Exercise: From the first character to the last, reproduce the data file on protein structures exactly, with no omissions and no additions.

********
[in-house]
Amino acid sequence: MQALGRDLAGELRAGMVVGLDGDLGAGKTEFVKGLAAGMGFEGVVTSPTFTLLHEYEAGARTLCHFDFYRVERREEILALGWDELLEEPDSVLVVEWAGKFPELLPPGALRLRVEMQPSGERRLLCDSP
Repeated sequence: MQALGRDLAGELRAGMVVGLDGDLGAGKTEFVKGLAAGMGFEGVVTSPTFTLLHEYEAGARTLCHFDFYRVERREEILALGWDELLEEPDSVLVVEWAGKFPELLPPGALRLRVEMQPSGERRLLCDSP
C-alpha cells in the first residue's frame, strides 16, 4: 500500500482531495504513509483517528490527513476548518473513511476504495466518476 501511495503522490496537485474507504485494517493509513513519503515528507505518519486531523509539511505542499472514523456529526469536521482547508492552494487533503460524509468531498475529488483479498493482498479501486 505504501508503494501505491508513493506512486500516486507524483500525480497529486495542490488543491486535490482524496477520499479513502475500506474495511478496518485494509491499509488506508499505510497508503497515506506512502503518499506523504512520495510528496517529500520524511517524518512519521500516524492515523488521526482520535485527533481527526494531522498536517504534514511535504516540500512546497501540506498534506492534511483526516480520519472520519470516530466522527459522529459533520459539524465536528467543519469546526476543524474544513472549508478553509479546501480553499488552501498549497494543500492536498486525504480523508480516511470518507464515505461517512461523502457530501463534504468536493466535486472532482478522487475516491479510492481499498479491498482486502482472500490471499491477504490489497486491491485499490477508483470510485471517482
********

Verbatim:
[in-house]
Amino acid sequence: MQALGRDLAGELRAGMVVGLDGDLGAGKTEFVKGLAAGMGFEGVVTSPTFTLLHEYEAGARTLCHFDFYRVERREEILALGWDELLEEPDSVLVVEWAGKFPELLPPGALRLRVEMQPSGERRLLCDSP
Repeated sequence: MQALGRDLAGELRAGMVVGLDGDLGAGKTEFVKGLAAGMGFEGVVTSPTFTLLHEYEAGARTLCHFDFYRVERREEILALGWDELLEEPDSVLVVEWAGKFPELLPPGALRLRVEMQPSGERRLLCDSP
C-alpha cells in the first residue's frame, strides 16, 4: 500500500482531495504513509483517528490527513476548518473513511476504495466518476 501511495503522490496537485474507504485494517493509513513519503515528507505518519486531523509539511505542499472514523456529526469536521482547508492552494487533503460524509468531498475529488483479498493482498479501486 505504501508503494501505491508513493506512486500516486507524483500525480497529486495542490488543491486535490482524496477520499479513502475500506474495511478496518485494509491499509488506508499505510497508503497515506506512502503518499506523504512520495510528496517529500520524511517524518512519521500516524492515523488521526482520535485527533481527526494531522498536517504534514511535504516540500512546497501540506498534506492534511483526516480520519472520519470516530466522527459522529459533520459539524465536528467543519469546526476543524474544513472549508478553509479546501480553499488552501498549497494543500492536498486525504480523508480516511470518507464515505461517512461523502457530501463534504468536493466535486472532482478522487475516491479510492481499498479491498482486502482472500490471499491477504490489497486491491485499490477508483470510485471517482